POST A QUESTION
Texts: The books for the course are: Theogony/Works and
Days by Hesiod, One Hundred years of Solitude by Gabriel García
Márquez, and a Course Reader. All are available at Wheelock Books.
Dwight Lahr, Department of Mathematics
Office Hours: MW: 2:003:00 (and by
Beatriz Pastor, Department of Spanish and
219 Dartmouth, 646-2016
Office Hours: W: 1:002:00 (and by appointment)
We both encourage you to contact us by e-mail for purposes of asking
questions, making comments, or setting up meetings.
Assistants: Shalom Black, Daniel Hotard, Halia Koo, Patricia Kupfer
The class will meet three days a
week. Two of these meetings will follow a lecture format alternating between
instructors. The Friday session will usually combine joint presentations by the
instructors and open student discussion. If you would like to suggest a question
or topic for the Friday Discussion, you should post it on the course website (see
address below) by early Thursday morning. The topics to be addressed during the
Friday Discussion will be posted on the website by Thursday afternoon. All
students should review the topics for the Friday Discussion before coming to
The address of the COCO 2,
Winter 2000 - A Matter of Time website is http://www.math.dartmouth.edu/~c2w00/.
We will use it as an integral part of the course, so you definitely should check
it out right away and add it to your bookmarks.
In addition to completing all reading assignments by the
due-date, students will be expected to participate actively in class discussions,
especially the Friday Discussions. There also will be four take-home writing
assignments. In weeks three and seven, a two-page, double-spaced, paper will be
due addressing one of the questions/topics of a previous Friday Discussion.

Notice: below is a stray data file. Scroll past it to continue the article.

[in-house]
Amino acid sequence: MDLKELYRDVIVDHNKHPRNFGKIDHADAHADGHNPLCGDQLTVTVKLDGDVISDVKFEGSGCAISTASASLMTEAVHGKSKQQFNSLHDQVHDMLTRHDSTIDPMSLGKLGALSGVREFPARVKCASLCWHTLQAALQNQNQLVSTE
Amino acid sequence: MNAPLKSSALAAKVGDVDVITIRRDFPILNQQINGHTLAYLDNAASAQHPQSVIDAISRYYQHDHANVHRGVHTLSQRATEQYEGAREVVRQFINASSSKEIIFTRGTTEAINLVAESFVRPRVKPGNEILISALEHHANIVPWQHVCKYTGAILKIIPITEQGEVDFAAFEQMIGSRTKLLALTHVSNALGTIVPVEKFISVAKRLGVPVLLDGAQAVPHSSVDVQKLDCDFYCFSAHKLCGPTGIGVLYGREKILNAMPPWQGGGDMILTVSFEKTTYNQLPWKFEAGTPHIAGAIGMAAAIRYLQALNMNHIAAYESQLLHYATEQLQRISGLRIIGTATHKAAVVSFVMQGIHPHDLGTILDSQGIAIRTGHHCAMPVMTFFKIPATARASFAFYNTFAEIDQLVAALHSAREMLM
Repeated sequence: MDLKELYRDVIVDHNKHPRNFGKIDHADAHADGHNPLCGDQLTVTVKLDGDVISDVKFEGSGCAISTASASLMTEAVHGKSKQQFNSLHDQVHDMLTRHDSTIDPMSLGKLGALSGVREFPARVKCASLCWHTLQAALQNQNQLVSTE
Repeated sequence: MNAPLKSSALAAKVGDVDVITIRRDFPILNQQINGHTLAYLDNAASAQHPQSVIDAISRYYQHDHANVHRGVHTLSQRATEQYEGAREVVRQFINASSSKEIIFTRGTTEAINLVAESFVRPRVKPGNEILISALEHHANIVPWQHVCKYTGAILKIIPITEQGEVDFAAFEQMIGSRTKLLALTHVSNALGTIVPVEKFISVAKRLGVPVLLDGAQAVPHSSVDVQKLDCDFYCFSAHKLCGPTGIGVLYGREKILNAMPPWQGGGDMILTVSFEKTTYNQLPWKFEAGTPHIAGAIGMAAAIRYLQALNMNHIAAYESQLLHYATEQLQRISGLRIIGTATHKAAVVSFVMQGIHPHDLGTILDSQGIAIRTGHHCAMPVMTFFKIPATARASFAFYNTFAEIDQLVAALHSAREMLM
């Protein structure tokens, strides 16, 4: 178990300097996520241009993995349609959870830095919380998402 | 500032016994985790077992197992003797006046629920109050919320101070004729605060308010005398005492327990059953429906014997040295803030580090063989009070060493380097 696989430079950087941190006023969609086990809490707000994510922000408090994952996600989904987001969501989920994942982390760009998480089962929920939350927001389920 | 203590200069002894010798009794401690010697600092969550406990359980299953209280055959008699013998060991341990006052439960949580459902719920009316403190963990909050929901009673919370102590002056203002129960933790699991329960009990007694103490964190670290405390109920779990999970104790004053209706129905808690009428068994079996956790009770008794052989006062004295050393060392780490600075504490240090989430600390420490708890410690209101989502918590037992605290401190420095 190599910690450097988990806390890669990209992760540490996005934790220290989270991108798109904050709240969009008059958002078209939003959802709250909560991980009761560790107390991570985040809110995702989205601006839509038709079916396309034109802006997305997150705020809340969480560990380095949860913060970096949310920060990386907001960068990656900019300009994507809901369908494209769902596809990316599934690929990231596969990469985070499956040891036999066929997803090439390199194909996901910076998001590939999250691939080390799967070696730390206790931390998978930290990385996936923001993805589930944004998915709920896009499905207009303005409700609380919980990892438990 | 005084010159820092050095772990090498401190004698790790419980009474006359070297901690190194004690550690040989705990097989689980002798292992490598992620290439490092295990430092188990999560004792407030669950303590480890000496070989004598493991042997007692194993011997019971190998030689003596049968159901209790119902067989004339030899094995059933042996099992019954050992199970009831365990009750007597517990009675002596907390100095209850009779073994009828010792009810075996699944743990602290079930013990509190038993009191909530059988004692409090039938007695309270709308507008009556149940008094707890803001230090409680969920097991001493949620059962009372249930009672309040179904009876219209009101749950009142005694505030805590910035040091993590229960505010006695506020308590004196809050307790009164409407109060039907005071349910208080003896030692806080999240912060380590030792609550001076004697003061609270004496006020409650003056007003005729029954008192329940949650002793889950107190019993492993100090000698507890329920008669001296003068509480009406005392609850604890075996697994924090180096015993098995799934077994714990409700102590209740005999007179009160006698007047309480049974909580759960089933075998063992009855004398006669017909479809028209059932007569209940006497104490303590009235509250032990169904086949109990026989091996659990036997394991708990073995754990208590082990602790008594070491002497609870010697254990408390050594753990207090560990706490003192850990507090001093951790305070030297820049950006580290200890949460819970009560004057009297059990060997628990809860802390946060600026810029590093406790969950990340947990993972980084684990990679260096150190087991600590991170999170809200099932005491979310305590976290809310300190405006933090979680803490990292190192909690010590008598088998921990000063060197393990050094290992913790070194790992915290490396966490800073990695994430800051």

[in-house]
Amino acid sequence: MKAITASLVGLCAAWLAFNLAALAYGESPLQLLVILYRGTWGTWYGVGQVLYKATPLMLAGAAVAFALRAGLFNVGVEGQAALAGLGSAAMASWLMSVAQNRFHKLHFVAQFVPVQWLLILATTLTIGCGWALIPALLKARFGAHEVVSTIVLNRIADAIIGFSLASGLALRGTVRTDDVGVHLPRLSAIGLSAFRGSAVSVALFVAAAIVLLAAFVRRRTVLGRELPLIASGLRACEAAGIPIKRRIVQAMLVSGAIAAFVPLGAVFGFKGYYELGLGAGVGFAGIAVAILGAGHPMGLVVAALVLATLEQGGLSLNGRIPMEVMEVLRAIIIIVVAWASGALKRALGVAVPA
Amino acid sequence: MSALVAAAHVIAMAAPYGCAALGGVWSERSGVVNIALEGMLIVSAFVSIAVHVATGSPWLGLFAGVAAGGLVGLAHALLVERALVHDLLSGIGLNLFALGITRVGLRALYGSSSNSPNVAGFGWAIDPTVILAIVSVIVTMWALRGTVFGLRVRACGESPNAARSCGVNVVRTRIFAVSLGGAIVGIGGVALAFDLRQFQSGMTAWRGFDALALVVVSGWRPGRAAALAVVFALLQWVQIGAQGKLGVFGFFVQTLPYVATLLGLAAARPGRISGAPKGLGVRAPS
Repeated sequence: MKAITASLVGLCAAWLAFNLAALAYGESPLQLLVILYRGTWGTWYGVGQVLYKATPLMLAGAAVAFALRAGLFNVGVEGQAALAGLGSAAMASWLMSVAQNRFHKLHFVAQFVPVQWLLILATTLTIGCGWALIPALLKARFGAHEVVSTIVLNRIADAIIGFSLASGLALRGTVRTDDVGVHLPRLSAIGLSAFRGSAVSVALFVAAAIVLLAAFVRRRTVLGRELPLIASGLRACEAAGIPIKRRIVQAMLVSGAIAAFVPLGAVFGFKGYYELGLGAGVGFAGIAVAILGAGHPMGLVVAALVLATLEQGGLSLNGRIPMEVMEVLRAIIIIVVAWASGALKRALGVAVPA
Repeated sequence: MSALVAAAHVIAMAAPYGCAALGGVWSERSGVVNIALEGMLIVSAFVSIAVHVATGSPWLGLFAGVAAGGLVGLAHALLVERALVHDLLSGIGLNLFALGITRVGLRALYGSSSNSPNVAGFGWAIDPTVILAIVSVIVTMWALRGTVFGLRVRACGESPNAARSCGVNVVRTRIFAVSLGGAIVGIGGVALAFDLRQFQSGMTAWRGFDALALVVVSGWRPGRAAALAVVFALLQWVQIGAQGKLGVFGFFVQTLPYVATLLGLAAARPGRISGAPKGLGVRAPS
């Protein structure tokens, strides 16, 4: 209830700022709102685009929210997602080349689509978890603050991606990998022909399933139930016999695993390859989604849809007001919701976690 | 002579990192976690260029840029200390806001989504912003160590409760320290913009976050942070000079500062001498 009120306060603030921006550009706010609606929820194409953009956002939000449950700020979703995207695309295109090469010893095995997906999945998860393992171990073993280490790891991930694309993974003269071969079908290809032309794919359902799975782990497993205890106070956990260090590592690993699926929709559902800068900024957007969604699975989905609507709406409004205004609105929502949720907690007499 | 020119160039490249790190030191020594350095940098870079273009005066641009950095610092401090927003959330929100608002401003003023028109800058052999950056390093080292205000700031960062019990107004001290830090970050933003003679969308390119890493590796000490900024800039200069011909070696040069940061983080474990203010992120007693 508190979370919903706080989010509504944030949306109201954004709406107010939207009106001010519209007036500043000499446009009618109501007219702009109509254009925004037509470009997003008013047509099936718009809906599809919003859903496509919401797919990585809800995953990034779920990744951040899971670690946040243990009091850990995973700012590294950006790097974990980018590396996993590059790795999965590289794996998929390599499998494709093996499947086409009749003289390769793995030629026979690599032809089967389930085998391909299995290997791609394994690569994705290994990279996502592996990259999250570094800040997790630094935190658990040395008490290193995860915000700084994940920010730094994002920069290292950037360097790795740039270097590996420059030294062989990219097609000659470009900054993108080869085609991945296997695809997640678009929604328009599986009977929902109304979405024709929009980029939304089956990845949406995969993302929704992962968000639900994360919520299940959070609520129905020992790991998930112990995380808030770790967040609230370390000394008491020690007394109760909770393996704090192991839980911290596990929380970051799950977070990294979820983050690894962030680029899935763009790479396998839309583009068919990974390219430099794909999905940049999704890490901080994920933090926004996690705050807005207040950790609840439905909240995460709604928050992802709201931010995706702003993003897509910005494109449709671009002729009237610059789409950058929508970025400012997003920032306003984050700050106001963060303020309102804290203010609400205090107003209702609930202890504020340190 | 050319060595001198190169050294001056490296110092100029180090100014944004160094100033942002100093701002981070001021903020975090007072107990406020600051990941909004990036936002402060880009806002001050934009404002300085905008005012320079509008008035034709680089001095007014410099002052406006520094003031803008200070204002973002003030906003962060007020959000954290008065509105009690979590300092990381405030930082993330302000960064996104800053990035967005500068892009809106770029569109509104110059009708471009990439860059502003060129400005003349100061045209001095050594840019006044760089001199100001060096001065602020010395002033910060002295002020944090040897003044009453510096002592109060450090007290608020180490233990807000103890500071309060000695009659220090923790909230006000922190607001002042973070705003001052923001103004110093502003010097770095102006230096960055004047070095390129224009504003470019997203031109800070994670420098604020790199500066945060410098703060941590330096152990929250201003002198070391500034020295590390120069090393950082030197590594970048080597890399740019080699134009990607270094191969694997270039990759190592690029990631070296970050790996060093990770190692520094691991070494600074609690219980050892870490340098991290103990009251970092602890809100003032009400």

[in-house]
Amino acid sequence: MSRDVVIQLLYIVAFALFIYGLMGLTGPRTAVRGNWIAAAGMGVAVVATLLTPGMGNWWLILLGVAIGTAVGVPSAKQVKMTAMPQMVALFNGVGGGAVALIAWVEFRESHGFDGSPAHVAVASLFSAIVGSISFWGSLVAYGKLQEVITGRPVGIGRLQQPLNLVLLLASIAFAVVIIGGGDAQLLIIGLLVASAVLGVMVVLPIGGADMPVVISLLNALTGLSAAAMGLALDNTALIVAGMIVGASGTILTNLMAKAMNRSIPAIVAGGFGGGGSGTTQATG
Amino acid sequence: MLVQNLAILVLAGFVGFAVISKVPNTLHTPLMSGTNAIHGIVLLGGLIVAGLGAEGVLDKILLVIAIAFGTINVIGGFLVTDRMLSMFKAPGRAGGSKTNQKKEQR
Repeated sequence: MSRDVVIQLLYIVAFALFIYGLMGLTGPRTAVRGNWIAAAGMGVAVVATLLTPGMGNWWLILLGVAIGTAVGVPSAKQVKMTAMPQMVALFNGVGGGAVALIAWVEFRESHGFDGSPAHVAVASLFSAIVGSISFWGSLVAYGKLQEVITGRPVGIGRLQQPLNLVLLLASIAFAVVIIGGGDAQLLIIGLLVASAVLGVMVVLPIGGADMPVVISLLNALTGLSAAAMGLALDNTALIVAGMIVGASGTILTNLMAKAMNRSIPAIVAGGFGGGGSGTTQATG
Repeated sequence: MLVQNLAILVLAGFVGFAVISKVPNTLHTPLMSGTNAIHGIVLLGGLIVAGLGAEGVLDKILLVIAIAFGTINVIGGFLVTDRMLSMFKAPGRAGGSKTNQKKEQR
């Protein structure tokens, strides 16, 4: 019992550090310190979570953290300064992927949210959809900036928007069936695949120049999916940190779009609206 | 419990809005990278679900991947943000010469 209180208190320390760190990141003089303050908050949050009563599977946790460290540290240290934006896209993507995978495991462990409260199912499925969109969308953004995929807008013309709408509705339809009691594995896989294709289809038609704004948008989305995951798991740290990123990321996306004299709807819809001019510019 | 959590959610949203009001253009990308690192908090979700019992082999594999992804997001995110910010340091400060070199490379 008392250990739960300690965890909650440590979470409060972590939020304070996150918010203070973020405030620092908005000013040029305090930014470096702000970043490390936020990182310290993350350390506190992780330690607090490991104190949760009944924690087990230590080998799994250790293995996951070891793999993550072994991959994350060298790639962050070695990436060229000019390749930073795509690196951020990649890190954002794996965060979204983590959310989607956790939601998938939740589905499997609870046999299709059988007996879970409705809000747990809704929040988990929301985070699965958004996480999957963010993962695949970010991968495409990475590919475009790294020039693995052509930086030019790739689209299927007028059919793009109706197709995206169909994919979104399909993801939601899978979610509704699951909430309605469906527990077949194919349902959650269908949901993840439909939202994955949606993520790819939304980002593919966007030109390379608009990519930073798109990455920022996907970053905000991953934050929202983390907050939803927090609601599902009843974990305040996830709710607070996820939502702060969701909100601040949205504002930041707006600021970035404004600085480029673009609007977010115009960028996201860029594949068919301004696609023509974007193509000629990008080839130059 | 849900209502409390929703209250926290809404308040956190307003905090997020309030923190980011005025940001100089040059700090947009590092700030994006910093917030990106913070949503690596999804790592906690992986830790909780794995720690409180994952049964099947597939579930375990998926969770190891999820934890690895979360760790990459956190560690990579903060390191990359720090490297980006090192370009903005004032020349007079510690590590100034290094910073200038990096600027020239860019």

Furthermore, there will be a mid-term examination, and a final paper. The
questions for the mid-term will be handed out the week before, and the written
responses, limited to five double-spaced pages, will be collected on Monday. The
final will be a seven-ten page double-spaced paper due on the first day of final
examinations. The two two-page written assignments will account for 30% (15%
each) of the final grade; the Mid-term will be 30% of the final grade; and the
final paper 40%.
Assistants will be organizing a number of discussion sessions on Tuesdays during
the x-hour. The purpose of these sessions is to discuss course material and to
provide a forum in which students can talk in smaller groups. They will occur in
weeks 2, 4, 6, 8, and 9. Note that this schedule will give ample opportunity to
brainstorm about the written assignments that are due in weeks 3, 5, 7, and 10.
Meetings with your instructors:
You should not
hesitate to contact either one of your instructors about issues related to the
course. You can send e-mail messages to us, make appointments, or drop into our
scheduled office hours.
Academic Honor Principle:
written assignments, including exams: Feel free to brainstorm with
fellow students, Teaching Assistants, or your instructors. However, when it comes
to writing up your responses or your papers, you must do so by yourself without
outside assistance and in your own words. In this regard, it is a violation of
the Honor Principle to share electronic files or notes, or to participate in
editing a joint document. You must produce by yourself all work written for
submission, and there should be no doubt that this is what we expect.
Physically Disabled and Learning Disabled Students:
encourage students with disabilities, including "invisible" disabilities such as
chronic diseases, learning disabilities, and psychiatric disabilities, to discuss
possible accommodations with one of your instructors. To receive special
accommodations, students must be registered with the Academic Skills Center;
contact the Student Disabilities Coordinator, Nancy Pompian, at extension 6-2014,
for more information.